时 间：2018年10月15日 15:30
Abstract：I will report some of our works based on micro-/nanostructure materials for the use of lithium ion battery (LIB) and sodium ion battery anodes. The samples in half cells were lab-tested. These hierarchical structured electrode materials exhibited superior electrochemical performance owing to (i) their large porosity – large surface areas for nucleation sites of active components; (ii) high conductivity – facilitates ions transfer; and (iii) improved mechanical strength.
In this talk, I will also review some commonly used LIBs. Typical LIBs have specific capacity (practical) of 100 – 250 Wh/kg, which are not quite sufficient for long–range electric vehicles and high-end portable electronics. More rigorous requirements are demanded such as: energy density (>400Wh/kg); safety (non-explosive, extensive thermal range, environment friendly); low cost; long life span and cyclic life; and high coulomb efficiency. The Li metal anode batteries (LMBs) including Li?sulfur (Li?S) batteries, and Li anode vs intercalation type cathode batteries indicate a huge increase in theoretical energy density when compared with current LIBs. The LMBs are strongly regarded as the next-generation batteries beyond the LIBs. We will discuss some aspects; and challenges and ways forward of the LMBs, in particular, the LiS batteries.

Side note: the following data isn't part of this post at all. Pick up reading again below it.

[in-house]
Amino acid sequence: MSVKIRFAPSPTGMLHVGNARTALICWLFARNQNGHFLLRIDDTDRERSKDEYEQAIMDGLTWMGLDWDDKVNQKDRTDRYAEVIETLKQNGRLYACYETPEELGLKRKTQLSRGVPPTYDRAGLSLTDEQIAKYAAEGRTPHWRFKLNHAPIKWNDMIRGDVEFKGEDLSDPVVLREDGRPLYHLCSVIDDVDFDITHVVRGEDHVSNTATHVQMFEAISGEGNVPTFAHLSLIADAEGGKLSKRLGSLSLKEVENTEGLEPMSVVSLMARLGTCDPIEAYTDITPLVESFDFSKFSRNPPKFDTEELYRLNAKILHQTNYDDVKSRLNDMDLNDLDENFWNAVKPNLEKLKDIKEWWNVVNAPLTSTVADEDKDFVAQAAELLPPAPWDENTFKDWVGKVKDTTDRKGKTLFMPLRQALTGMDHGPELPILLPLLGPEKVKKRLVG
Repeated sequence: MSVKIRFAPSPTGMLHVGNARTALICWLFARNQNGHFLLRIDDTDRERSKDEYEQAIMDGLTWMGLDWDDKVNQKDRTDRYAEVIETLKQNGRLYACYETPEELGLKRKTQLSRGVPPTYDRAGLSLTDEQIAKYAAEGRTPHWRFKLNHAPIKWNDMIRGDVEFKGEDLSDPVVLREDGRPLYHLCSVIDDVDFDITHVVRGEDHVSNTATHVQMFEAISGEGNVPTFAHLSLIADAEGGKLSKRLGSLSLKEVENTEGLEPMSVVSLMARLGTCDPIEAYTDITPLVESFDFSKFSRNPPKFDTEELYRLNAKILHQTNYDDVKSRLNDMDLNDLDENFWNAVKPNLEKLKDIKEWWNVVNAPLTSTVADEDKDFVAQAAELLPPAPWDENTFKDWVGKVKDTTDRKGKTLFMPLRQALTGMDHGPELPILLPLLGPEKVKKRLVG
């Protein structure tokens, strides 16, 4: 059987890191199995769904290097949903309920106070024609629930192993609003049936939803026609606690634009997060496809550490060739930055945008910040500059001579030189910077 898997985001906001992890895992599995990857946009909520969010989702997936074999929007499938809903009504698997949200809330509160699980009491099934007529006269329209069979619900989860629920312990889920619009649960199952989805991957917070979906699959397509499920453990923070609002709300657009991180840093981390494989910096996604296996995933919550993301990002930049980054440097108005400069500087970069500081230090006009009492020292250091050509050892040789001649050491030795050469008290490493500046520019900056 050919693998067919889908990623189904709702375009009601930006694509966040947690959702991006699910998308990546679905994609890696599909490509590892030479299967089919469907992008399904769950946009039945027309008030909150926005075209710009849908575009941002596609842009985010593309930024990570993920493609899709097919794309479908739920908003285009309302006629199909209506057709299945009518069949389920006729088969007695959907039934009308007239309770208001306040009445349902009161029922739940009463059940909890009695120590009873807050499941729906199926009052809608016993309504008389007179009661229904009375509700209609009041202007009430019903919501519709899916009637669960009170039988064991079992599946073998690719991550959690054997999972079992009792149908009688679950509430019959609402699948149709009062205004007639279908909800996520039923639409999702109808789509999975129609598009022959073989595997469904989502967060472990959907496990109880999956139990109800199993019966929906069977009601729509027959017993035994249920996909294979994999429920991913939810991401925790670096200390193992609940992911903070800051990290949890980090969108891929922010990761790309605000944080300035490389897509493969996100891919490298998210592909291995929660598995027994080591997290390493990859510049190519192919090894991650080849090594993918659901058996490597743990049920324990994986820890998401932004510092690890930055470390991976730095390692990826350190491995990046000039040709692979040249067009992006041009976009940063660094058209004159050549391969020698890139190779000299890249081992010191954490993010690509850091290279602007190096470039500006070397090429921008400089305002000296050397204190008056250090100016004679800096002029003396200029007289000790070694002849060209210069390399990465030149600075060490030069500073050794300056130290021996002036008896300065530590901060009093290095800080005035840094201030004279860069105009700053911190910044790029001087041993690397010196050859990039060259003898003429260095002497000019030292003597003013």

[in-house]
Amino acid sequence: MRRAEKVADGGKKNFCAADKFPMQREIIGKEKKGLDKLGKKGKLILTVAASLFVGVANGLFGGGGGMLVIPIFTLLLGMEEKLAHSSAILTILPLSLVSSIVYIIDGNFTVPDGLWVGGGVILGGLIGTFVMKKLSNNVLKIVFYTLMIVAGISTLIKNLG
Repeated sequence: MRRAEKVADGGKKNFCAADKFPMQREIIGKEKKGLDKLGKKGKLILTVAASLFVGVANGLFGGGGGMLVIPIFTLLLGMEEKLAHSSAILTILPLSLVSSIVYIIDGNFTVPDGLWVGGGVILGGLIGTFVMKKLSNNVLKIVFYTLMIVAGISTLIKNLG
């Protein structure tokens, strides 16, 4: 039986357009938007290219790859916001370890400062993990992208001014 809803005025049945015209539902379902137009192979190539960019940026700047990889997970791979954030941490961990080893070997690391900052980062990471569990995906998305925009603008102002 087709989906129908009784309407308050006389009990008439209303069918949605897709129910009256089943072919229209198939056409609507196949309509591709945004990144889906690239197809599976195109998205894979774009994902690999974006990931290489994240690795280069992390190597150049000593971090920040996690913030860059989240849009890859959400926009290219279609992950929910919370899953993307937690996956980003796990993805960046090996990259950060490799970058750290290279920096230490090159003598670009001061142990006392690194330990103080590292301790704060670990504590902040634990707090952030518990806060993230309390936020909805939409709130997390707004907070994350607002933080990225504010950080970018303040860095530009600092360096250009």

Biography：Dickon H L. Ng (吳恒亮) received his PhD from the Department of Physics at University of Manitoba (Canada), and completed two years of postdoctoral work in The Department of Materials at the University of Oxford before joining the Physics Department at the Chinese University of Hong Kong in 1991. He was the Associate Dean (Students Affair) in the Faculty of Science from 2008 to 2015 before being the Chairman of the Physics Department from 2015 to 2018. His current interests include biomorphic materials for photo-catalysis, water treatments, and energy storage devices.